From: Ralph Eldridge NBNature Listserv
Subject: MACHIAS SEAL ISLAND REPORT
The following was written THURSDAY, APRIL 30 at 09:00 hrs. but fell victim to the list outage.
Several raptors are moving through this morning and pausing long enough to hunt for breakfast. 3 HARRIERS, 3 MERLINS & 1 PEREGRINE have been distinguished and one of more of them has been cruising about most of the time.
Add 2 RAVENS to the raptor presence and it's understandable that everything else is keeping a very low profile in heavy vegetation or under the boardwalks. Between each predator fly-by there is frantic feeding activity from the flood of WHITE THROATED SPARROWS and the less numerous other Sparrows,
Flickers, Warblers, Thrushes et cetera.
The male B. ORIOLE & B. THRASHER are still here and although I haven't seen a female TOWEE since yesterday, there are at least 4 males here right now.
The following was written about 17:00 hrs on Thursday. It was also kicked back, hence the late post..
Throughout the day the raptors have been very active and the ratio of notable, the number of SHARP SHINNED HAWKS rose to at least 10 at one point.
There were 3 lined up on the patio railing watching for an unwary sparrow. I've seen numerous chases, escapes and kills, including a Sharpie that nearly hit me as it's prey darted behind me for protection. Both a Sharpie and a Merlin have lunched on our patio today.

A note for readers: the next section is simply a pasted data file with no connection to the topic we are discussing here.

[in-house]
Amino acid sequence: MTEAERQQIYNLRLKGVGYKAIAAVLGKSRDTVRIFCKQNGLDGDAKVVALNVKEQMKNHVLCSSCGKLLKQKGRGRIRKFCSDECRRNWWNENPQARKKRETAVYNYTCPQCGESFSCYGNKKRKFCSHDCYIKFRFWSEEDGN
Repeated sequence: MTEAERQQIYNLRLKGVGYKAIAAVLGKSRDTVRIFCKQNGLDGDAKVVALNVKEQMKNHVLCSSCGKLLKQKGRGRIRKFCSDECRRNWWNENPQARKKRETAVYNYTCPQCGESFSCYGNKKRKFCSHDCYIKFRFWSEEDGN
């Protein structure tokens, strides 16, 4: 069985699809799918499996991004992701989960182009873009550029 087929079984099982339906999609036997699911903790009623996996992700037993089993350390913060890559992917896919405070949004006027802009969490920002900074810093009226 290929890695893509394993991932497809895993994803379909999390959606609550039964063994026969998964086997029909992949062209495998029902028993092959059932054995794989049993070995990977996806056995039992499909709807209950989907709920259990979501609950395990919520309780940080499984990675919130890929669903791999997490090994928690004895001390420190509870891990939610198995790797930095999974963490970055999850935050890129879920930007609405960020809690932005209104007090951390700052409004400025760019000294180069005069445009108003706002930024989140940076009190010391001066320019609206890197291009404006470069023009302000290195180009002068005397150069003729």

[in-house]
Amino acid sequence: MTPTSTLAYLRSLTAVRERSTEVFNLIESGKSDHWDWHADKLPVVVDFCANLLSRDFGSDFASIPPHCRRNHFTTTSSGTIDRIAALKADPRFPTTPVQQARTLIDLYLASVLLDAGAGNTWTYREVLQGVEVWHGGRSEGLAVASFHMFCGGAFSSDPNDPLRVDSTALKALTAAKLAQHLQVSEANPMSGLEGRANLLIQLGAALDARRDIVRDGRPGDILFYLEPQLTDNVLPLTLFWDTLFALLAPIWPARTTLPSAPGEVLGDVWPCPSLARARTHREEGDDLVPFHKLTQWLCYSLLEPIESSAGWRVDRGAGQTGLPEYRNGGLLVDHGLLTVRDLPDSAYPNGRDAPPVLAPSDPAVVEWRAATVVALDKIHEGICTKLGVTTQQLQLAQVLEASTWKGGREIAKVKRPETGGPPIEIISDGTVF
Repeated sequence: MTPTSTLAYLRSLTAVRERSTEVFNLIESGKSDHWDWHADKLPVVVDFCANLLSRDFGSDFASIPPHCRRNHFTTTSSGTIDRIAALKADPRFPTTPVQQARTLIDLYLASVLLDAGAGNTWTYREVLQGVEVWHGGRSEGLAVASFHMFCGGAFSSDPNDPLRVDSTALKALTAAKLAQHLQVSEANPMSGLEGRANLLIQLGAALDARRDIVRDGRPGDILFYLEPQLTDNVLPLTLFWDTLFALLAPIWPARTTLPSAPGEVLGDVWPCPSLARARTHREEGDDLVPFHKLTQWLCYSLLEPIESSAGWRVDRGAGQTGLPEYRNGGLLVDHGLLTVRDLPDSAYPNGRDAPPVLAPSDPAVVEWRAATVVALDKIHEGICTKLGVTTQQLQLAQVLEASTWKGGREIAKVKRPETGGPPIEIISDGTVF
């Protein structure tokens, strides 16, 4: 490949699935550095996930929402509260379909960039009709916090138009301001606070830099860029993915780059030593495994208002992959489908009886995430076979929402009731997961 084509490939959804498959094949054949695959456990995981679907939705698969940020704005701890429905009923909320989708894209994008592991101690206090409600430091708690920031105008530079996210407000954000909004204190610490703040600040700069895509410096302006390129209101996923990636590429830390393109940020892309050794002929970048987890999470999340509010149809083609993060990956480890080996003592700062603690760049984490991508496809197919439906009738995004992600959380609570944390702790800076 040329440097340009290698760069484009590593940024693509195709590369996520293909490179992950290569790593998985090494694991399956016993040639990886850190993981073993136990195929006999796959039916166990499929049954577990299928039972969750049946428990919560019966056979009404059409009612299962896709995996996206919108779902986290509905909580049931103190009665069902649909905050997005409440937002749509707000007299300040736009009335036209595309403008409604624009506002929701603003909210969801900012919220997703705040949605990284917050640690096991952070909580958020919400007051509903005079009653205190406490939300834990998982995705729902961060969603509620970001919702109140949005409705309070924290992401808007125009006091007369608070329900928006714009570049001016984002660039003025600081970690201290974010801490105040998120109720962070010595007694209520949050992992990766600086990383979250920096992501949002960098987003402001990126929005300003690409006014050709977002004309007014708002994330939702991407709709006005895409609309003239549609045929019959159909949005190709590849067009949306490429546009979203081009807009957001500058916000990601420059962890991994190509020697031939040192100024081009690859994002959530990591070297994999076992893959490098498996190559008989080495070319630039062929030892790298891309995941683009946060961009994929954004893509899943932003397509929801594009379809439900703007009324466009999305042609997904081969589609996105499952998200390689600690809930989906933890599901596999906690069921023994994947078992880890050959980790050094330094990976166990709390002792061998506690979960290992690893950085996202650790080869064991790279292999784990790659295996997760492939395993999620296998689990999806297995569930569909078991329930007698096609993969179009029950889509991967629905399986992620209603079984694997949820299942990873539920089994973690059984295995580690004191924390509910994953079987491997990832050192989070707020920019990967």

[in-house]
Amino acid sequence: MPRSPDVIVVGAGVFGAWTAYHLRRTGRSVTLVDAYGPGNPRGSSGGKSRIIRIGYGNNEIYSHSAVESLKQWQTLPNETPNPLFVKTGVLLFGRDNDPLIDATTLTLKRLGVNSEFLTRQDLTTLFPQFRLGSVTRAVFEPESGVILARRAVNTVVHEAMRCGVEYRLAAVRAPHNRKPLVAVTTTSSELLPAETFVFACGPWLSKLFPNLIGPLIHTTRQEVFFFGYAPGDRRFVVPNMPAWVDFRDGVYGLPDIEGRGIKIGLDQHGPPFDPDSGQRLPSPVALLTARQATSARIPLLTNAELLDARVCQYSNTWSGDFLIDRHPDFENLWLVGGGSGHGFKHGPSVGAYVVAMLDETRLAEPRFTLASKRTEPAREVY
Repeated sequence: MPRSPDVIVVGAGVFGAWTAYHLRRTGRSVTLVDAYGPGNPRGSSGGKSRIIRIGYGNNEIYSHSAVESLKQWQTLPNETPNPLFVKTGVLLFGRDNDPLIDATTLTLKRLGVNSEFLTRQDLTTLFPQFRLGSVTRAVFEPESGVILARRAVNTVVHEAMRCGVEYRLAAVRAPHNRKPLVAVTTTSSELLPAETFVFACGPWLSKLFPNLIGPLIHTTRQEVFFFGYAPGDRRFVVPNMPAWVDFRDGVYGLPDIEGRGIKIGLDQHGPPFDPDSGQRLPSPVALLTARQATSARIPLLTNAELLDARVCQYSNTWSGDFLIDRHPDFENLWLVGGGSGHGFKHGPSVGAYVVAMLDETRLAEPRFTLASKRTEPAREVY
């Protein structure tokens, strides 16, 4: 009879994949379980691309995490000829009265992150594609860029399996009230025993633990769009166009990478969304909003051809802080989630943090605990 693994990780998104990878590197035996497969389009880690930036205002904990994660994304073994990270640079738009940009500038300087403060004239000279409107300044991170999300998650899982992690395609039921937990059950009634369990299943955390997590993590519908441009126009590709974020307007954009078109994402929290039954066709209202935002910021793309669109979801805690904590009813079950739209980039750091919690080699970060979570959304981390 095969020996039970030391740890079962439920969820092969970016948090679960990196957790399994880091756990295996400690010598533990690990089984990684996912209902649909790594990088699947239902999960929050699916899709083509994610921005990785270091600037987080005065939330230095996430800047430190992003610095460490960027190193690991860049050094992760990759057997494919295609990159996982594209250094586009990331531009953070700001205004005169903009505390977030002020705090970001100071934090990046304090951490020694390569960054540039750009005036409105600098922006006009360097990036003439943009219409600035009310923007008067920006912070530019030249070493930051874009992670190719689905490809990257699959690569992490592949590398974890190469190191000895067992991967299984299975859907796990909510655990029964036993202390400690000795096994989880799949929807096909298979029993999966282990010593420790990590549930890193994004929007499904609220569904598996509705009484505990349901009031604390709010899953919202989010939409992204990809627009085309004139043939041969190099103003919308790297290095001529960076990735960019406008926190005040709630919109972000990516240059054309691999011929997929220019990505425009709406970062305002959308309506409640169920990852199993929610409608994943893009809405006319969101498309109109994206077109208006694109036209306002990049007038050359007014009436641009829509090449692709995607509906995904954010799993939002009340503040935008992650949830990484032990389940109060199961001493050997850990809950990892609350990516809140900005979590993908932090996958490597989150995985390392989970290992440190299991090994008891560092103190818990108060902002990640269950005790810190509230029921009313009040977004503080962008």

As evening nears, the main wave of ALCIDS have come ashore but there are 2 very active HARRIERS and 2 RAVENS criss-crossing the island. Any one of those birds is enough to send everyone diving for shelter. With all of them present the rocks rapidly bared and only the most unwary prey is even peeking from cover.
There was a GRAY SEAL pup on the western side of the island yesterday. It seemed uninjured and healthy and with no sign of emaciation.
Today I found her near the same location. She was still partly wet so apparently she had been in the water and returned to the same place for some sunbathing.
Like most pups of that age, she is not alarmed by humans as long as they stay at least 3 meters away. She readily returned to her napping while I sprawled on the rocks and quietly moved around taking a few photographs. She barely even noticed my departure, sending me on my way with a wave of a fore flipper and a huge, distinctly bored yawn.
Photo credit: Wikipedia.com
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